A recent study concluded that herbal supplements are often not what they claim to be. The study was published in the journal BMC Medicine and it got front-page coverage on the New York Times website.
Using DNA analysis, researchers tested 44 products from a dozen companies. The DNA signatures were compared with samples obtained from horticultural greenhouses.
The study was summarized in the New England Journal of Medicine Journal Watch for Psychiatry. The authors write –
More than half the products contained plant species not listed on the label, and one third had a product “substitution” (the advertised ingredient was not even present). One product labeled as St. John’s wort actually contained senna — a laxative. A ginkgo product was contaminated with a tree nut — dangerous for people with nut allergies. Another contaminant, feverfew, can react with warfarin and aspirin and increase the risk for bleeding.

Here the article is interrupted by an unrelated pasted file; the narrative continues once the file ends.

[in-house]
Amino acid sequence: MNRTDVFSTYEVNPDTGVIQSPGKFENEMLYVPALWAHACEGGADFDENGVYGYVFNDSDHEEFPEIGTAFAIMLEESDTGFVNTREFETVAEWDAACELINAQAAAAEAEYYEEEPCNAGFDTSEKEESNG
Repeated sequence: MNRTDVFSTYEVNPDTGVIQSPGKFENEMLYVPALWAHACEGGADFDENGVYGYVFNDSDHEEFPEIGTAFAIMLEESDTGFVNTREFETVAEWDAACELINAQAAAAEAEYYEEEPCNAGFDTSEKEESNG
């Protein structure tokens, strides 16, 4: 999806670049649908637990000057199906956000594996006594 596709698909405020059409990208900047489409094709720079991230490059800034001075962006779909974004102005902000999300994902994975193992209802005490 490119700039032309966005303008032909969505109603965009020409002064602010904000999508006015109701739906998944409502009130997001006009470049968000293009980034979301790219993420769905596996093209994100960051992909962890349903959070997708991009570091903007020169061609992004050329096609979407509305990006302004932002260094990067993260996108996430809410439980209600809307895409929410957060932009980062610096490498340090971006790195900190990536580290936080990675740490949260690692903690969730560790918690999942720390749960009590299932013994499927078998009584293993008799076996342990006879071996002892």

The study authors point out that there are currently no standards for authenticating herbal products….
(For a study documenting that some Chinese herbal supplements are associated with risk for heavy metal poisoning, which causes a variety of psychiatric symptoms, see NEJM JW Psychiatry Mar 6 2002.)
These findings are particularly relevant to readers of this blog since large surveys of users of herbal supplements show that a high proportion of patients with depression and anxiety use them.
Caveat emptor – let the buyer beware. There are no standards for quality control of herbal products and essentially no monitoring of what gets put into them.
The only reliable resource for information about the quality of supplements is Consumer Lab, which does independent quality testing. You have to subscribe to get the results (that is how they pay for the testing) but I think that this study demonstrates that you should not be spending a lot of money on supplements if you don’t subscribe to Consumer Lab’s tests.